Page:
There are problems within one particular section, however. According to the New York Times, one of the men central to uncovering an accident on Tinian with the first bomb—a Joseph Fuoco—never participated in either of the bombing missions, as claimed by Pellegrino. He tells us that Fuoco filled in at the last minute for James Corliss, the intended flight engineer. But when Corliss allegedly becomes ill just before the Hiroshima mission, Fuoco becomes the go-to guy. Pellegrino appears to have performed due diligence in his research, but perhaps not enough. Corliss’s family has provided some amount of evidence which reportedly proves that it was Corliss on those flights, and not Fuoco. An Air Force spokesman has stated there exists documentation tying James Corliss to the Hiroshima mission, while they have no record of Joseph Fuoco having been assigned to that bomber squadron.
Mr. Pellegrino has, to his credit, stated that he will set the record straight for any editions yet to be printed. In an interview with the Times he stated “I’m stunned. I liked and admired the guy. He had loads and loads of papers, and photographs of everything.” He added, “The public record has to be repaired. You can’t have wrong history going out. It’s got to be corrected.”
As a writer I understand that it can be difficult to cover all bases all the time—sometimes you just can’t get to information you need, while others you simply overlook or don’t give due consideration. I cannot possibly begin to presume what happened in this instance. It strikes this reviewer as odd that the Corliss family had the documentation, and yet it doesn’t seem to have made it into Pellegrino’s account. Perhaps he had requested an interview and was rebuffed—I don’t know.
But the author did not hide behind any public relations smoke-and-mirrors apparatus in light of the information. He gets straight to the point and tells us he will fix it. Given the body of his previous work I find no reason whatsoever to believe this was, in any way, intentional. And it certainly doesn’t diminish the impact of the stories related by the survivors.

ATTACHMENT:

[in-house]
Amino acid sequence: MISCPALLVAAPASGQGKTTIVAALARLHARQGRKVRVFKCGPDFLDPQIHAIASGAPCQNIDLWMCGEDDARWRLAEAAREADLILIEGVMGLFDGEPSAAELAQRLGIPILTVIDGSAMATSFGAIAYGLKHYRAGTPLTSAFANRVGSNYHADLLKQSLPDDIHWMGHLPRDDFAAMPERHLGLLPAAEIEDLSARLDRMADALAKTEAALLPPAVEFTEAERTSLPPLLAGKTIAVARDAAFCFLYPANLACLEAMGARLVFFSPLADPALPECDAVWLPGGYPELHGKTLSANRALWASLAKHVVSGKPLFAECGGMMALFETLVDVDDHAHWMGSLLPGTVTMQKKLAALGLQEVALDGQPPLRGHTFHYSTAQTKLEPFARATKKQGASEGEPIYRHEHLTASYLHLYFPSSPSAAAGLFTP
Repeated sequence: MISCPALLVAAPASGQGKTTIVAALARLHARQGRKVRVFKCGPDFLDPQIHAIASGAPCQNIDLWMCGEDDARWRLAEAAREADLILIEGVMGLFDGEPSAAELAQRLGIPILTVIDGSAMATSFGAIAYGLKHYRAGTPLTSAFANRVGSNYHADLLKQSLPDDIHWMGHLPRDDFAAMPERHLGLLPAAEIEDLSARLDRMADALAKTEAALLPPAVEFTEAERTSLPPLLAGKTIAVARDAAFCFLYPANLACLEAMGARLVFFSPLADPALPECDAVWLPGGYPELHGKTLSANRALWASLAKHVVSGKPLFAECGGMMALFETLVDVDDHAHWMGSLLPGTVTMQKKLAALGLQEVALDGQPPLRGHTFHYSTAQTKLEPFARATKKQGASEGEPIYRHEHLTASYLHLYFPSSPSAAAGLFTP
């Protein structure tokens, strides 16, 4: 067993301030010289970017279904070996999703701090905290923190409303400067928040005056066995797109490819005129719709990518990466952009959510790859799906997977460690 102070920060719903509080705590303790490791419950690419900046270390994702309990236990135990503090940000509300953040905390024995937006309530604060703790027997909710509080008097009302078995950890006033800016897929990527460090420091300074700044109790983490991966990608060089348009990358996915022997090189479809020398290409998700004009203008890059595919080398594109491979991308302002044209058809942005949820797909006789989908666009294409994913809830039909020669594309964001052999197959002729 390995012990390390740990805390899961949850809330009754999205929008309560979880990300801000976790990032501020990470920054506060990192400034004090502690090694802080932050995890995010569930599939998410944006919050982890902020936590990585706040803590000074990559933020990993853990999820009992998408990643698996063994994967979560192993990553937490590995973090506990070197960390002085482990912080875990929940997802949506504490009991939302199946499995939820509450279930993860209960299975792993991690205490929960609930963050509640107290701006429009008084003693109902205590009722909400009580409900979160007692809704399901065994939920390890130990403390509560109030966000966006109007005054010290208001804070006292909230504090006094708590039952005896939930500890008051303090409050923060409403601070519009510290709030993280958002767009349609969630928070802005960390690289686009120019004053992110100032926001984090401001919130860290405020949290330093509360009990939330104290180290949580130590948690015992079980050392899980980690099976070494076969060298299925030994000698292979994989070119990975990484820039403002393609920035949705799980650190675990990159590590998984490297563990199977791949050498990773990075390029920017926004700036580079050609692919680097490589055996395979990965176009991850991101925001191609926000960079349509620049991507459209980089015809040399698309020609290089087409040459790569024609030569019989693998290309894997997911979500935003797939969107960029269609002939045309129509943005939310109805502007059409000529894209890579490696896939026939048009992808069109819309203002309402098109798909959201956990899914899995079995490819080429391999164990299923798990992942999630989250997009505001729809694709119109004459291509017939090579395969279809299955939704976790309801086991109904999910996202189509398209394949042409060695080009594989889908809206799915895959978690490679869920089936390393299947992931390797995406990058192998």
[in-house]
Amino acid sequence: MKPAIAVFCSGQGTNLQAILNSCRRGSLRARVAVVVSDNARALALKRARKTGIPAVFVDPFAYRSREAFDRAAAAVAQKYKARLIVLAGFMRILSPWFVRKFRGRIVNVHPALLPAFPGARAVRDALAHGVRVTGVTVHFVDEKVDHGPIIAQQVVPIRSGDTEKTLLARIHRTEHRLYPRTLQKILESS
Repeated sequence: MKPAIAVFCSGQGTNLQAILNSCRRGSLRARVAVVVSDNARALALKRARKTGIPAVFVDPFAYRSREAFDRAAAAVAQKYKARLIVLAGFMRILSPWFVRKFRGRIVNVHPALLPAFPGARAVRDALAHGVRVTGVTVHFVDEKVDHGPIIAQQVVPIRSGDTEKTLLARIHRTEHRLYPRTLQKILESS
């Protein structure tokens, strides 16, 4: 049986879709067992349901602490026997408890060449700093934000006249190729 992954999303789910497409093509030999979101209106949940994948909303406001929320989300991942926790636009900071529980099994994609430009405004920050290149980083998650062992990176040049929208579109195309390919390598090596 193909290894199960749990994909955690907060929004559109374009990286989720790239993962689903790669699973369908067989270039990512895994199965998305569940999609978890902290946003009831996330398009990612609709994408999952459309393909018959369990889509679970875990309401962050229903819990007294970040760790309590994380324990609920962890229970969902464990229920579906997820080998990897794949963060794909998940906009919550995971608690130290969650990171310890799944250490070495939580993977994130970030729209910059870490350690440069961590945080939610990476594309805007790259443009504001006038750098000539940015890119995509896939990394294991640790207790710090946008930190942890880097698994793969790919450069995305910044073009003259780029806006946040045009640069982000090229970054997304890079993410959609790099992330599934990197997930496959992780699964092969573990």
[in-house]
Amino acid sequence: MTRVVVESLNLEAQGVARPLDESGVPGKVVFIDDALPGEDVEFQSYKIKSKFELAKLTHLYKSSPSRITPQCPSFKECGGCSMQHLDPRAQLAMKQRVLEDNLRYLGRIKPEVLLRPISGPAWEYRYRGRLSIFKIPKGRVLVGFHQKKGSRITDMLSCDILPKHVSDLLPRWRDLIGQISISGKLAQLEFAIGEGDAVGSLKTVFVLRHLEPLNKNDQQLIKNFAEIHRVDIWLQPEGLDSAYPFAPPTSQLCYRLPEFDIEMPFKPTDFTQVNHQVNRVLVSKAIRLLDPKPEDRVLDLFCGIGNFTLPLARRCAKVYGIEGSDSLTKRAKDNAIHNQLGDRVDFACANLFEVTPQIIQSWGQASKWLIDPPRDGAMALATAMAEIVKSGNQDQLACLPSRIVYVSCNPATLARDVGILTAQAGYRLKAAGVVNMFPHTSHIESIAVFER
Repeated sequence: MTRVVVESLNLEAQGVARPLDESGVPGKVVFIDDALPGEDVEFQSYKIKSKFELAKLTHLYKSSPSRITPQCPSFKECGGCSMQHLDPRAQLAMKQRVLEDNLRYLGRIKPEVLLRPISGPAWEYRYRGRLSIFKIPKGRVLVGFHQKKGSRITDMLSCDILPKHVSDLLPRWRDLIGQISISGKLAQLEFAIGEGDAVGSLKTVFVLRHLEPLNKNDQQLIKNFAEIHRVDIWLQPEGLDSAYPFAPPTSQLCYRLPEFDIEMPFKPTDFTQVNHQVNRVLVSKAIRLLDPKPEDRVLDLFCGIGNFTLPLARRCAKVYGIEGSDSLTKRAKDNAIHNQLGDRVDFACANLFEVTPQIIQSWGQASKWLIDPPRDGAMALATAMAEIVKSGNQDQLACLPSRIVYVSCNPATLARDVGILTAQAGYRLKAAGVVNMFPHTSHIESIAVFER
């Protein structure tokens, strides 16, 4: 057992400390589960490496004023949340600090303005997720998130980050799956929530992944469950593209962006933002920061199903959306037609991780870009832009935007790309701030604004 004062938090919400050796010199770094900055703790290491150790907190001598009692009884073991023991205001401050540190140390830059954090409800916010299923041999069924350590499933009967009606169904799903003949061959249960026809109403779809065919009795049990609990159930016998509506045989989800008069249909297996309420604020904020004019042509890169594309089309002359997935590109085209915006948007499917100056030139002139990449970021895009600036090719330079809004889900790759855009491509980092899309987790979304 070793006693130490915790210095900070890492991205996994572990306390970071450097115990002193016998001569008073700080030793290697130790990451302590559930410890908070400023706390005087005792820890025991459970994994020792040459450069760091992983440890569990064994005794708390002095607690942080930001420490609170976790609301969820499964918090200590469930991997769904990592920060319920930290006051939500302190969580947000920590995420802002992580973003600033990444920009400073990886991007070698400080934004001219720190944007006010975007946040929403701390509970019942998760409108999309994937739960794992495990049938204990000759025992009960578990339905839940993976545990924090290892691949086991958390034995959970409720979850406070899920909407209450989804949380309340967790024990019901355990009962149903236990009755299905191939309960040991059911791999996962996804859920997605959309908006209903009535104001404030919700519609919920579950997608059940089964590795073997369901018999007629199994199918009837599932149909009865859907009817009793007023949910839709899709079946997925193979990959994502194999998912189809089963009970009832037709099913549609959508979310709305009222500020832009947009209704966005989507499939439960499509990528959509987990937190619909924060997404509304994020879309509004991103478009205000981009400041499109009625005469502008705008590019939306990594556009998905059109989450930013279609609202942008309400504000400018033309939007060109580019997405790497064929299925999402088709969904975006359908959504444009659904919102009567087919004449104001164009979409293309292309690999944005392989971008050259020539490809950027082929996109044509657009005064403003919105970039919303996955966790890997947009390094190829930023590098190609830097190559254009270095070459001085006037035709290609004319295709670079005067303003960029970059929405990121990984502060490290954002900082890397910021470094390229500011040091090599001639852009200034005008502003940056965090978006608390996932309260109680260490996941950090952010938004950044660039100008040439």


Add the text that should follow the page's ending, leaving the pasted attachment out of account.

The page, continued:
As readers we’ve all come across books that we recommend to friends, family, etc. We do so because we enjoyed them, because they’ve added value to the time we’ve spent within their pages. Once in a while a book comes along which is worthy of elevation above our personal recommendations—it merits an almost moral imperative to be read. The Last Train From Hiroshima is compelling to that end. This book should be at the core of any class traversing WWII history, although given the erroneous information concerning Fuoco and Corliss I would hope it would be the corrected version.
Pellegrino’s words, while painful, sometimes even disturbing, draw into bitter relief invaluable lessons about our capacity to kill, to survive, and even to inspire. Relative to the atom bomb, his words are more than equal to the task.
I am most grateful to Ted Sturtz of the New York Journal of Books and Theresa Giacopasi of Henry Holt & Company for getting me a copy of this book to review.
UPDATE: The Associate Press, along with other media outlets, have “exposed” apparent flaws in the Last Train story. Questions have been raised about more than the dubiousness of the Fuoco incident I mentioned in my review.
- There appears to be a grey area concerning a Father Mattias and a Jesuit monk, both mentioned early in the book. According to Pellegrino the Jesuit, a one John MacQuitty, was “a changed identity,” one which he neglected to include in the acknowledgements of the book. There was never a first name given for Father Mattias.
- Questions of the author’s doctoral pedigree are also raised. On his web site Pellegrino states he received a Ph.D. in 1982 from Victoria University of Wellington, New Zealand. After the AP queried the university, they could find no proof of such a claim. Pellegrino does own up to a falling out with the university over a controversial theory of evolution, but the doctorate in question, while it had been discredited–along with a number of other scientists–was reinstated in 1997.
I do not consider the entire book to be a trove of falsehoods. One might argue that to find one such arbitrary fact discredits the whole. I am not so quick to judge given Pellegrino’s prior work. He should have owned up to such things in the acknowledgements, assuredly, but I cannot believe that the entire account is fictionalized.
It is disappointing to see such a work of importance marginalized by lackluster fact checking, but I think we do history a greater disservice by throwing out the baby with the bath water.
The publisher has offered to buy back copies of the book from book sellers, and will not re-publish any other editions or corrections. I, for one, am glad I had the opportunity to read the book before it is erased from our accounts of history. I will, undoubtedly, learn more in the long run, once all the wrinkles are ironed out, than I would have known at all had I not been exposed to the book.